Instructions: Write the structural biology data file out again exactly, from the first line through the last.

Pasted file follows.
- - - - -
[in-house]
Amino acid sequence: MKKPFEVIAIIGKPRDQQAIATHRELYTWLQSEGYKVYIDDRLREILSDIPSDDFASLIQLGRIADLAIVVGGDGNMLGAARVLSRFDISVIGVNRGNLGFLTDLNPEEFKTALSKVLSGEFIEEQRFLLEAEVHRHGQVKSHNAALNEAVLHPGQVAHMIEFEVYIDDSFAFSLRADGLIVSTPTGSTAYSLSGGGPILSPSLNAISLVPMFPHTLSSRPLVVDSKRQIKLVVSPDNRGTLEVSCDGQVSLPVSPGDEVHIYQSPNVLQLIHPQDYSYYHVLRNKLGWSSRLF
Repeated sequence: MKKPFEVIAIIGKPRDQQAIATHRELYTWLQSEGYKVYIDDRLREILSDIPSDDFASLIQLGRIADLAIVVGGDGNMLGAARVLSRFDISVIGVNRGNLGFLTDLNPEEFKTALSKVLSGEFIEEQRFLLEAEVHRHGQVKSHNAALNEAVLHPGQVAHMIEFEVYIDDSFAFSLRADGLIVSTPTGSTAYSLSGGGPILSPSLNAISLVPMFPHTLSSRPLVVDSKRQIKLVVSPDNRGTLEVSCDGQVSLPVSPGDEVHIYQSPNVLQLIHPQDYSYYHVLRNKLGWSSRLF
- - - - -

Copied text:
[in-house]
Amino acid sequence: MKKPFEVIAIIGKPRDQQAIATHRELYTWLQSEGYKVYIDDRLREILSDIPSDDFASLIQLGRIADLAIVVGGDGNMLGAARVLSRFDISVIGVNRGNLGFLTDLNPEEFKTALSKVLSGEFIEEQRFLLEAEVHRHGQVKSHNAALNEAVLHPGQVAHMIEFEVYIDDSFAFSLRADGLIVSTPTGSTAYSLSGGGPILSPSLNAISLVPMFPHTLSSRPLVVDSKRQIKLVVSPDNRGTLEVSCDGQVSLPVSPGDEVHIYQSPNVLQLIHPQDYSYYHVLRNKLGWSSRLF
Repeated sequence: MKKPFEVIAIIGKPRDQQAIATHRELYTWLQSEGYKVYIDDRLREILSDIPSDDFASLIQLGRIADLAIVVGGDGNMLGAARVLSRFDISVIGVNRGNLGFLTDLNPEEFKTALSKVLSGEFIEEQRFLLEAEVHRHGQVKSHNAALNEAVLHPGQVAHMIEFEVYIDDSFAFSLRADGLIVSTPTGSTAYSLSGGGPILSPSLNAISLVPMFPHTLSSRPLVVDSKRQIKLVVSPDNRGTLEVSCDGQVSLPVSPGDEVHIYQSPNVLQLIHPQDYSYYHVLRNKLGWSSRLF